Announcements and Statements

SMFS Advisory Board Statement Supporting a Diverse and Inclusive Medieval Studies

The Society for Medieval Feminist Scholarship has always advocated for a methodologically and demographically diverse medieval studies. Inclusivity, capaciousness, and variation are, we think, essential for the continuing intellectual vitality of the field. The IMCs recent failure to responsibly engage notions of Otherness and the resistance of the congress organizers, represented by Axel Mller, to implicate their own decision processes in the choosing of plenary speakers, is therefore dismaying to this body. In August 2016, nearly a year before the 2017 Congress, SMFS President Liz Herbert McAvoy wrote to the organizers of the IMC at Leeds to question their choice of overwhelmingly white, middle-aged, and male plenary speakers in a congress supposedly devoted to Otherness and to suggest options for a more inclusive panel of speakers. Her letter was politely acknowledged but her concerns and suggestions were dismissed. Instead, the organizers persisted in promoting a regressive and tired notion of medieval studies as western-, white-, and male-focused. When confronted, the organizers then lapsed into disturbing, indeed reprehensible, displays of tone-deafness from the dais: the mockery of legitimate concerns regarding the slate of speakers, racial jokes, and the pert refusal to respectfully introduce one of the speakers. The offense of these events was exacerbated by the IMCs initial failure to accept responsibility for the resulting debacle. The ensuing outcry from a host of different groups and individuals, however, seems to have been a useful prompt to the IMC, in that the organization has initiated a number of steps and has suggested new policies that might address the worst of the lapses that were identified by officers from SMFS, Medievalists of Color (MoC), Gender and Medieval Studies (GMS), BABEL Working Group, and others. We are gratified and optimistic that the IMC has taken the decision to begin working toward a more inclusive and diverse Medieval Congress and we encourage the organization and its members to continue to reach out to other groups for advice and innovative ideas. We suggest, however, that systemic changes need to be made in order to achieve the goal of inclusion and equity and that these changes should be implemented with alacrity.

The Advisory Board of SMFS places the principles of diversity, equity, and inclusion at the center of medieval studies, and suggests the following to all conference organizers:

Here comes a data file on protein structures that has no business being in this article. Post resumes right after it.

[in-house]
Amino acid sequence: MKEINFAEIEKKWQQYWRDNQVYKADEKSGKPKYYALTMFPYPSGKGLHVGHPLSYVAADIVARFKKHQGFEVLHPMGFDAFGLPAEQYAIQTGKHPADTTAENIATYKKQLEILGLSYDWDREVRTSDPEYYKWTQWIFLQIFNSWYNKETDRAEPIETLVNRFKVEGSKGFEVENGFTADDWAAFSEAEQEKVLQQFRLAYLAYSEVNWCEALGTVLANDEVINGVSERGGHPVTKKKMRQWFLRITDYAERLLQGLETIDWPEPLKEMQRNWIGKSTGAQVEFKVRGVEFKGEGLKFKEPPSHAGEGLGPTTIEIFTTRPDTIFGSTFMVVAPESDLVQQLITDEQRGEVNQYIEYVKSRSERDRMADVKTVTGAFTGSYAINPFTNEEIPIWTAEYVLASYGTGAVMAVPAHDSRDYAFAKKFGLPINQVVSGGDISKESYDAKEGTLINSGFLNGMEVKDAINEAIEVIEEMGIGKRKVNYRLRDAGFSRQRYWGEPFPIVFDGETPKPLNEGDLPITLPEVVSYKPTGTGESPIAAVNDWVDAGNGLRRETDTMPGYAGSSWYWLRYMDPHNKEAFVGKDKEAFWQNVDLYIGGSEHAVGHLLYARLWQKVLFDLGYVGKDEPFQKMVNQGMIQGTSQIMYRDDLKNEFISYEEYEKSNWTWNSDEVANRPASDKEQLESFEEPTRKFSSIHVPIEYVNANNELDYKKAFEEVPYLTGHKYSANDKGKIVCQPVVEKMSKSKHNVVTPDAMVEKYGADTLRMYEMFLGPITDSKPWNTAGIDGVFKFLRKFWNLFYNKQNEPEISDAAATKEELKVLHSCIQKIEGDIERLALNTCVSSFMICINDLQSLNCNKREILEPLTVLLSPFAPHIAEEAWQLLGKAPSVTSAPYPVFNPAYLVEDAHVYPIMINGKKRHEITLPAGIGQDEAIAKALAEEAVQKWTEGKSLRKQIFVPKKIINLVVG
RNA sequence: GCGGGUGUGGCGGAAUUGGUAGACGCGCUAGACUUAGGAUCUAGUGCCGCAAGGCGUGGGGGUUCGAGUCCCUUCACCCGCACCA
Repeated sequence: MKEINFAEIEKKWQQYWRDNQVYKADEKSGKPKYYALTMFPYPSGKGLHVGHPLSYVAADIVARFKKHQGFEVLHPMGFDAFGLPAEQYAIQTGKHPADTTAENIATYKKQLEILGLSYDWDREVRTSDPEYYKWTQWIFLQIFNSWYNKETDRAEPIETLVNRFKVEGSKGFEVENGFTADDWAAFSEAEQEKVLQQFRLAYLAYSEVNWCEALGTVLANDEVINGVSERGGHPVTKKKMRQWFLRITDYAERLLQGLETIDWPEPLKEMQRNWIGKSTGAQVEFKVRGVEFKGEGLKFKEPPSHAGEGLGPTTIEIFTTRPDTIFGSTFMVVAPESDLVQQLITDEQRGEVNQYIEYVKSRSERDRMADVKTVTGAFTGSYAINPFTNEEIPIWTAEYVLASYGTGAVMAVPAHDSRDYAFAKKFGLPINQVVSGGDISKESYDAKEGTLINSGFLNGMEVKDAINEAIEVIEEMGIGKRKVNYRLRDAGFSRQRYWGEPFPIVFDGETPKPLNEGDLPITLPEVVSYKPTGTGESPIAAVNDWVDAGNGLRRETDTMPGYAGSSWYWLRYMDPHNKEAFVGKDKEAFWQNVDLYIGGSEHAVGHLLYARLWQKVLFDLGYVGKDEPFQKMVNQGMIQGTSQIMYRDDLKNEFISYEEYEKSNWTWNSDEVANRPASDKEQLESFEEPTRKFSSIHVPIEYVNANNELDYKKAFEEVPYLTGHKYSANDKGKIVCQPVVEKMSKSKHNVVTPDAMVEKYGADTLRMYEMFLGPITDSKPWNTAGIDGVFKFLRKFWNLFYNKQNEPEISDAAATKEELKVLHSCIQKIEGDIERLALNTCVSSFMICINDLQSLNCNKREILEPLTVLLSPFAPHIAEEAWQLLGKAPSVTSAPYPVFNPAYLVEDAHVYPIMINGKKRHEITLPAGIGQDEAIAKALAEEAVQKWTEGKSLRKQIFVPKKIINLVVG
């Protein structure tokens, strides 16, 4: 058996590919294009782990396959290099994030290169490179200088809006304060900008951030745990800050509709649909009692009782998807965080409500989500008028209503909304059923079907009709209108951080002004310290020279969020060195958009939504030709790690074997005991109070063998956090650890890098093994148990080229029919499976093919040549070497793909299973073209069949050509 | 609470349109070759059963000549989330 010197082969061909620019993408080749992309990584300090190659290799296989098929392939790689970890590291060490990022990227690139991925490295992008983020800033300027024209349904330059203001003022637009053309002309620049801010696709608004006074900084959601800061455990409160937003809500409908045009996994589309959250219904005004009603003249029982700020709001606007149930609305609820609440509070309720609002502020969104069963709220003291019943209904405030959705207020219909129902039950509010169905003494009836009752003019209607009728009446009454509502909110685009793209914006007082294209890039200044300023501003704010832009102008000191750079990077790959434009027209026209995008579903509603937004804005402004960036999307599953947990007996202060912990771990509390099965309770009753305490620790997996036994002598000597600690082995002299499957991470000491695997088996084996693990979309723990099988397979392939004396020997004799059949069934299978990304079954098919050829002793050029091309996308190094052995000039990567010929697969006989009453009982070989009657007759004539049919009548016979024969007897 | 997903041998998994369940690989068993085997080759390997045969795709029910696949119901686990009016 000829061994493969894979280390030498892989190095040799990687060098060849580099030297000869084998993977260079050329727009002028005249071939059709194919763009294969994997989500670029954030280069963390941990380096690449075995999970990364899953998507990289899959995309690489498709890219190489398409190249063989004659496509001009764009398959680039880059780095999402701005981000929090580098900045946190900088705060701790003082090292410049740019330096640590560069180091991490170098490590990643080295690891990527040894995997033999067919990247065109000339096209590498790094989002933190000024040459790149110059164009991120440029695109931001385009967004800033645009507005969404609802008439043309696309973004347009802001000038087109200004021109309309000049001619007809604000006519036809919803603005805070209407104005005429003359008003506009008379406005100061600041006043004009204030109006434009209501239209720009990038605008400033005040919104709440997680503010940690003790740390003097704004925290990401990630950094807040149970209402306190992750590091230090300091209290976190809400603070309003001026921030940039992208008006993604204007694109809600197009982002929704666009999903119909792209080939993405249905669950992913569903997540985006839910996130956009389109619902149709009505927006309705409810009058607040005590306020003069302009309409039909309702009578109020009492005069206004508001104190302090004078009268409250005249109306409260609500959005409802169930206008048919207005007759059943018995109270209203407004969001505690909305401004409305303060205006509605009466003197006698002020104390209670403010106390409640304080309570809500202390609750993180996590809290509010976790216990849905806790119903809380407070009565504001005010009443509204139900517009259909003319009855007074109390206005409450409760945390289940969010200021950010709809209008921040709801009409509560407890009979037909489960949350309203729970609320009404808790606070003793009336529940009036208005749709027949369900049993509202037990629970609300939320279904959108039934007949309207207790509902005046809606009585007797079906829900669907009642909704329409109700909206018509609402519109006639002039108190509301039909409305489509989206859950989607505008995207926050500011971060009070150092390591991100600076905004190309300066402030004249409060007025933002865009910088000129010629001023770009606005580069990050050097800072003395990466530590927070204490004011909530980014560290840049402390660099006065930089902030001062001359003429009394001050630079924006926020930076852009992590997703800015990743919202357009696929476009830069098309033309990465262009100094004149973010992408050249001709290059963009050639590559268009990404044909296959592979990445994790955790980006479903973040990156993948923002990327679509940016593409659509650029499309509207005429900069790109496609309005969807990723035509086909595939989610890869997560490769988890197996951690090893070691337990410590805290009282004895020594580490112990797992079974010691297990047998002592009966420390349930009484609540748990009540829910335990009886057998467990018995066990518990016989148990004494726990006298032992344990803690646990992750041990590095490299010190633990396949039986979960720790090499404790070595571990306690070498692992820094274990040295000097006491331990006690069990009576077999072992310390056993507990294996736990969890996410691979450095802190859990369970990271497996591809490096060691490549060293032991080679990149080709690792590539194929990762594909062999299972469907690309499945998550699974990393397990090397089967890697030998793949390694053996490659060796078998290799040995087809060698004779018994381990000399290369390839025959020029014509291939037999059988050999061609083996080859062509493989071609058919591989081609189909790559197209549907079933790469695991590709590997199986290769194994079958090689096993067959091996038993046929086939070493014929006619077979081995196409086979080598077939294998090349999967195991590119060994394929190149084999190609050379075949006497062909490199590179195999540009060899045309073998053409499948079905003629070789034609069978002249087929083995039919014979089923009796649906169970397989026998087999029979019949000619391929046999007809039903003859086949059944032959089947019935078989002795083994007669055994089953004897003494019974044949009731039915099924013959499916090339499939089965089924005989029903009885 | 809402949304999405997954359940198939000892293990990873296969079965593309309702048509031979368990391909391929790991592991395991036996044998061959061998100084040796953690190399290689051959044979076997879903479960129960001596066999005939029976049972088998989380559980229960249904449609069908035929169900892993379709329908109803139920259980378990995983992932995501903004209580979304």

• Organizing committees must be diverse as to age, gender identification, sexuality, range of abilities, ethnicity/race, religion, and subject field with a consensus system rather than rule from the top
  • Organizing committees must be willing to exchange traditional topics for nontraditional and discursively challenging topics for plenary sessions, conference themes, and panel sessions
  • Organizing committees must be committed to parity in plenary speakers as to age, gender identification, sexuality, range of abilities, ethnicity/race, religion, and subject field
  • Abuse online as well as public of nontraditional colleagues who challenge traditional perspectives must not be tolerated. Abuse can include off-color jokes intended to embarrass members of the audience
  • Organizing committees should be willing to consult with other bodies such as SMFS, MoC, GMS, BABEL, and other groups and societies dedicated to promoting diversity, inclusivity, and equity in our disciplines in order to ensure that the principles of inclusivity and diversity are being adhered to

Intellectual communities are constantly confronted with neoliberal, white supremacist, and anti-intellectual backlash. This is not the time to step away from the fight for inclusion, compassion, diversity, and intersectionality. SMFSand many other groups that share our values and with which we frequently coordinateis building a capacious medieval studies, not one merely for the middle-aged white men whose careers at elite institutions have placed them in positions of power. If we are going to confront the forces that seek to destroy intellectual and academic integrity, we must do so openly, mindfully, and vigorously.